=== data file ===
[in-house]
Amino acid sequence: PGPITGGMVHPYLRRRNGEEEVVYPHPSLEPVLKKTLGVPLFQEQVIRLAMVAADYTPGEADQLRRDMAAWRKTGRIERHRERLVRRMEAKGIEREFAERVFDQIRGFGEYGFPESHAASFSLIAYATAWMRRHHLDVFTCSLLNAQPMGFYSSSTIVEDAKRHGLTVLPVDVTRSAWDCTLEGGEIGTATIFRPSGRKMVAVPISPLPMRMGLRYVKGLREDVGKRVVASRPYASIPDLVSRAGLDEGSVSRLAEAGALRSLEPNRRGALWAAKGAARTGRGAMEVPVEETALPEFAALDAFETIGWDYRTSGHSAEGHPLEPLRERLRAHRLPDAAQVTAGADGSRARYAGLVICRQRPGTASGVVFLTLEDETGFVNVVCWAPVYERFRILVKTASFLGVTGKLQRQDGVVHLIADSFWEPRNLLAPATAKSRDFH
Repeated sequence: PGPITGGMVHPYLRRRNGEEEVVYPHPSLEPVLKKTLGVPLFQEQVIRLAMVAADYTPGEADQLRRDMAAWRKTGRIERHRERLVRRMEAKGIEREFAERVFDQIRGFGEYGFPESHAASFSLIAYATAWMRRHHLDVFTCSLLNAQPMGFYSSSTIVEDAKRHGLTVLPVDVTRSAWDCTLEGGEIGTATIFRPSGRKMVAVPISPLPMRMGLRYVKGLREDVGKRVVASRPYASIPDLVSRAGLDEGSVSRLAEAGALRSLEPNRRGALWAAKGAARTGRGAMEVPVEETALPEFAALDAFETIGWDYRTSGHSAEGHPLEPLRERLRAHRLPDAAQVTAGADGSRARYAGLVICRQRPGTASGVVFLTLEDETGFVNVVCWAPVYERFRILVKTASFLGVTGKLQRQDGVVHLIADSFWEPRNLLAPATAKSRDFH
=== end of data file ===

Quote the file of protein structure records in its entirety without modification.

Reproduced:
[in-house]
Amino acid sequence: PGPITGGMVHPYLRRRNGEEEVVYPHPSLEPVLKKTLGVPLFQEQVIRLAMVAADYTPGEADQLRRDMAAWRKTGRIERHRERLVRRMEAKGIEREFAERVFDQIRGFGEYGFPESHAASFSLIAYATAWMRRHHLDVFTCSLLNAQPMGFYSSSTIVEDAKRHGLTVLPVDVTRSAWDCTLEGGEIGTATIFRPSGRKMVAVPISPLPMRMGLRYVKGLREDVGKRVVASRPYASIPDLVSRAGLDEGSVSRLAEAGALRSLEPNRRGALWAAKGAARTGRGAMEVPVEETALPEFAALDAFETIGWDYRTSGHSAEGHPLEPLRERLRAHRLPDAAQVTAGADGSRARYAGLVICRQRPGTASGVVFLTLEDETGFVNVVCWAPVYERFRILVKTASFLGVTGKLQRQDGVVHLIADSFWEPRNLLAPATAKSRDFH
Repeated sequence: PGPITGGMVHPYLRRRNGEEEVVYPHPSLEPVLKKTLGVPLFQEQVIRLAMVAADYTPGEADQLRRDMAAWRKTGRIERHRERLVRRMEAKGIEREFAERVFDQIRGFGEYGFPESHAASFSLIAYATAWMRRHHLDVFTCSLLNAQPMGFYSSSTIVEDAKRHGLTVLPVDVTRSAWDCTLEGGEIGTATIFRPSGRKMVAVPISPLPMRMGLRYVKGLREDVGKRVVASRPYASIPDLVSRAGLDEGSVSRLAEAGALRSLEPNRRGALWAAKGAARTGRGAMEVPVEETALPEFAALDAFETIGWDYRTSGHSAEGHPLEPLRERLRAHRLPDAAQVTAGADGSRARYAGLVICRQRPGTASGVVFLTLEDETGFVNVVCWAPVYERFRILVKTASFLGVTGKLQRQDGVVHLIADSFWEPRNLLAPATAKSRDFH